Internships can be a valuable way for iSchool students to gain experience and try out different career options prior to completion of their graduate program. The College of Information Studies works to build relationships and facilitate internship opportunities with both public and private sector organizations.
What is an internship? What makes it different than a job?
An internship is a supervised work experience that provides you the opportunity to apply knowledge learned in the classroom to a real-life professional setting. Internships can be paid or unpaid and may or may not be taken for academic credit. Unlike a job, an internship must be structured in a way that is educationally beneficial for the intern, as well as providing an educated worker for the employing organization. Administrative or other non-substantive work should be kept to a minimum. Here at the iSchool, we expect that organizations sponsoring interns clearly describe the learning outcomes and skills gained in any advertised internship opportunity.
What are the advantages for the student and the employing organization?
The most obvious advantage for a student is that an internship allows him or her to explore career options and gain experience that can help secure a full-time job in the future. Quite often, the best internships allow the student to walk away with a specific tangible accomplishment or project that can be used in a portfolio or later cited on a resume. Internships also allow students to begin a network with professionals in their field.
For the sponsoring organization, interns can provide opportunities to complete special projects, build relationships with the iSchool, and recruit for new professionals trained in the most current expertise in the information management field. Employers can provide valuable feedback to the iSchool on the skills and knowledge they need from their workforce.
How do I find an internship?
The iSchool advertises internships on the ISCHOOLDISCUSSION and ISCHOOLCAREERTALK listservs. In addition, students may find internships through student and professional organizations, the university Career Center or their professors or other contacts. Students can also find valuable internship opportunities by inquiring about possibilities to specific organizations.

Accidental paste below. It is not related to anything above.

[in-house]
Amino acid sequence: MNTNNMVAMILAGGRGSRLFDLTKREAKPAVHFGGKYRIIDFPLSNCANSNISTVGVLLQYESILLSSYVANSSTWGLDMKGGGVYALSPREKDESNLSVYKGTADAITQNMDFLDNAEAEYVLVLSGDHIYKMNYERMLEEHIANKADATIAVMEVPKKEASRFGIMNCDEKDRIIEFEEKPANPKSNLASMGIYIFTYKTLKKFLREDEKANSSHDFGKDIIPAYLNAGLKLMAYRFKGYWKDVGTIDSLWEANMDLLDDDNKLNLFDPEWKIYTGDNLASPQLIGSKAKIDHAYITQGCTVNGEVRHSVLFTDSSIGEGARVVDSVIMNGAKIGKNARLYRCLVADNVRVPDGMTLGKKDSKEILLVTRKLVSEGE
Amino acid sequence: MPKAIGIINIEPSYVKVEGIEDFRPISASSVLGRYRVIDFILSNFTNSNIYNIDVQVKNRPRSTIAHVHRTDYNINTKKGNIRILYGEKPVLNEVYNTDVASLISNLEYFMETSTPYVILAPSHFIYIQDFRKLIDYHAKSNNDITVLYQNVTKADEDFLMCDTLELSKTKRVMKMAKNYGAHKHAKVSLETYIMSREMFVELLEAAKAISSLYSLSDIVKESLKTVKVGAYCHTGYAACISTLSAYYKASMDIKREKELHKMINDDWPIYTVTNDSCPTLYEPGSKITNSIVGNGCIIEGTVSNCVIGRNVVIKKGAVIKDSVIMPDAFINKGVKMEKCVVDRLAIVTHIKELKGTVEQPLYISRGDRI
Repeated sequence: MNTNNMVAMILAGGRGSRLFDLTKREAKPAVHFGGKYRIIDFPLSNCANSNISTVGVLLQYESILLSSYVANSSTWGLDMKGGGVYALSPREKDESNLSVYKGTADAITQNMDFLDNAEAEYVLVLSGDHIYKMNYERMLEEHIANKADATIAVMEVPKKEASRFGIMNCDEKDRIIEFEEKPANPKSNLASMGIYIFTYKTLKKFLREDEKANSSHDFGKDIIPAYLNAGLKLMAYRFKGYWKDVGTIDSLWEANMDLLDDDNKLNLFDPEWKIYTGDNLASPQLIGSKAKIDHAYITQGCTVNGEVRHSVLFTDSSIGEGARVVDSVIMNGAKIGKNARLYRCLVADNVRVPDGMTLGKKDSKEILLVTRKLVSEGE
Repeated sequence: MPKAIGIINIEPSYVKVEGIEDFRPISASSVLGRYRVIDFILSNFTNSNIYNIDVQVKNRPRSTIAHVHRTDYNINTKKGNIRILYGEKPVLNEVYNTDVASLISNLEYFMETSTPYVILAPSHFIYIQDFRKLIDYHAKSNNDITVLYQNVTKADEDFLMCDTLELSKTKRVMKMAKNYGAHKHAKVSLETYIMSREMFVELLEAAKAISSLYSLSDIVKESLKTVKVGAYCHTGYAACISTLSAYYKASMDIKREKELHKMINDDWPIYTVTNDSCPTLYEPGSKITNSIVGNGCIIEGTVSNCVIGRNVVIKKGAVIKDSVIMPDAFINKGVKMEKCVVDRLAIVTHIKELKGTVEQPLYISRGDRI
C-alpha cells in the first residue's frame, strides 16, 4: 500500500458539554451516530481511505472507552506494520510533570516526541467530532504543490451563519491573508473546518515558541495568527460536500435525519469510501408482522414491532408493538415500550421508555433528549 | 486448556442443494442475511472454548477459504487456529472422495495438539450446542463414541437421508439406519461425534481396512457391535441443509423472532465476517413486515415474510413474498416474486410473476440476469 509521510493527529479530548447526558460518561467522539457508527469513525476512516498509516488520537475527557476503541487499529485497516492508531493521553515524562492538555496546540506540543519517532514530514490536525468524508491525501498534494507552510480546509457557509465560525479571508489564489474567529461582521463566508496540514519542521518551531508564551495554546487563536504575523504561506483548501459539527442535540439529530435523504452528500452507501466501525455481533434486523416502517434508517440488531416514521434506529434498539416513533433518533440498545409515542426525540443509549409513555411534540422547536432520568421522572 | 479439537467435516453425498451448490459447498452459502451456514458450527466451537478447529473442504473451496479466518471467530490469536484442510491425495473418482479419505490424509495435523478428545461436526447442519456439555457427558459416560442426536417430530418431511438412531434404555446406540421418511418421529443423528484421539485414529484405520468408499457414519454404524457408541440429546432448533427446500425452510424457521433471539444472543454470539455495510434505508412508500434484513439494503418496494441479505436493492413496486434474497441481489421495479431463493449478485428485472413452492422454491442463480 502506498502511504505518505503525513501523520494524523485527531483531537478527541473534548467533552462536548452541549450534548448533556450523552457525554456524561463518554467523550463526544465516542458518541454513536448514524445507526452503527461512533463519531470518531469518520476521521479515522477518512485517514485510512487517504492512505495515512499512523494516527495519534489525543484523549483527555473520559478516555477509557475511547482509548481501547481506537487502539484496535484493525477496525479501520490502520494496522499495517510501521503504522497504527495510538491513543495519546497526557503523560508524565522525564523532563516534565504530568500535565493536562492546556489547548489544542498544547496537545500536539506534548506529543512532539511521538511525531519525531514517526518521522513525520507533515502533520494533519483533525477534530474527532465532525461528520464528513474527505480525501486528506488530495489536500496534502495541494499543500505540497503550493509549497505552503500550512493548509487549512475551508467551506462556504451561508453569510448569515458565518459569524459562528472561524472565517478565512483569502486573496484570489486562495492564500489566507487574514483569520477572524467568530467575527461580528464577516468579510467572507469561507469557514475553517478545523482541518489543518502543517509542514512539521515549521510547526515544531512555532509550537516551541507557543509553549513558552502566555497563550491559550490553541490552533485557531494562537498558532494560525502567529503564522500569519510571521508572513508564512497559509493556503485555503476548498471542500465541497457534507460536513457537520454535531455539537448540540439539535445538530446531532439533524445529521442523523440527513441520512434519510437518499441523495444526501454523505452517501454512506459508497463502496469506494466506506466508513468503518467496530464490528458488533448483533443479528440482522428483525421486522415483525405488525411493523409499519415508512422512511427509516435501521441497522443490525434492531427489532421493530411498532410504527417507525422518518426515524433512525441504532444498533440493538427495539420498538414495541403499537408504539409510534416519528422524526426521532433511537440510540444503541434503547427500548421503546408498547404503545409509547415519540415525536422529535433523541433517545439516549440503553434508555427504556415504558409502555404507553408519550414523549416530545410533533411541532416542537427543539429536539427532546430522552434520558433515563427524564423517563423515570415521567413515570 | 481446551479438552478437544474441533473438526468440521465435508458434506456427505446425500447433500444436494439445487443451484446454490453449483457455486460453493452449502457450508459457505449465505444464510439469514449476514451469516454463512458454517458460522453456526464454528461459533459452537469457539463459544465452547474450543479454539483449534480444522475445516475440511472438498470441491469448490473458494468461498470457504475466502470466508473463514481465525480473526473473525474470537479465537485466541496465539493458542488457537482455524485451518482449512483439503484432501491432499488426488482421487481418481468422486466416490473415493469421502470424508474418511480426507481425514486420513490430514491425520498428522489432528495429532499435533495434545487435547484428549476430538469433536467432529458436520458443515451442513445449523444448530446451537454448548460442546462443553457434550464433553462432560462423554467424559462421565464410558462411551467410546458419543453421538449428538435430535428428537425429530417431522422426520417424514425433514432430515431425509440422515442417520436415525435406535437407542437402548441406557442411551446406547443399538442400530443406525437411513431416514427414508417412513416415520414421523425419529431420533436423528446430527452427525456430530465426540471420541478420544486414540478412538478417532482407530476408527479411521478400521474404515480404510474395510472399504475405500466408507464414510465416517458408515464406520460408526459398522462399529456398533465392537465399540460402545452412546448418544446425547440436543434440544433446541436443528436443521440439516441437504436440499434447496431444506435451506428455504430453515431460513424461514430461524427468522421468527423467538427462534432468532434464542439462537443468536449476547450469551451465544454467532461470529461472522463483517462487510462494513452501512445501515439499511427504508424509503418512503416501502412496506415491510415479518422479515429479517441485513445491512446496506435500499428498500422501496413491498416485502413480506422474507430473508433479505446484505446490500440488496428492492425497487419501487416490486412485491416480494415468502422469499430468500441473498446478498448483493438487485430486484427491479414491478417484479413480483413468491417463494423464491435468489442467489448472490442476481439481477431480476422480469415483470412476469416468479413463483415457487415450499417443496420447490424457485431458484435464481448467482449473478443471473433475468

Securing a desirable internship is often as competitive as any other type of job search. Students should expect to prepare a professional, targeted resume and cover letter, as well as a portfolio of writing or other work samples and their transcripts. Additionally, working on your interview and presentation skills will allow you to put your best foot forward.
How do I receive academic credit for my internship? What is the difference between an internship and a field study?
With the approval of a supervising professor, students can register for an independent study course to receive credit for an unpaid internship. The Student Affairs Office can help students identify an appropriate professor, but students are ultimately responsible for securing a faculty supervisor and ensuring that their internship complies with the professor’s requirements for receiving credit. At minimum, students should expect to complete some sort of final project or deliverable at the conclusion of their internship in order to receive credit.
iSchool field study courses are distinct from internships. Each field study instructor identifies appropriate study sites and the academic requirements for the course independently; students with questions about field study opportunities for a particular semester should contact the appropriate faculty member for details.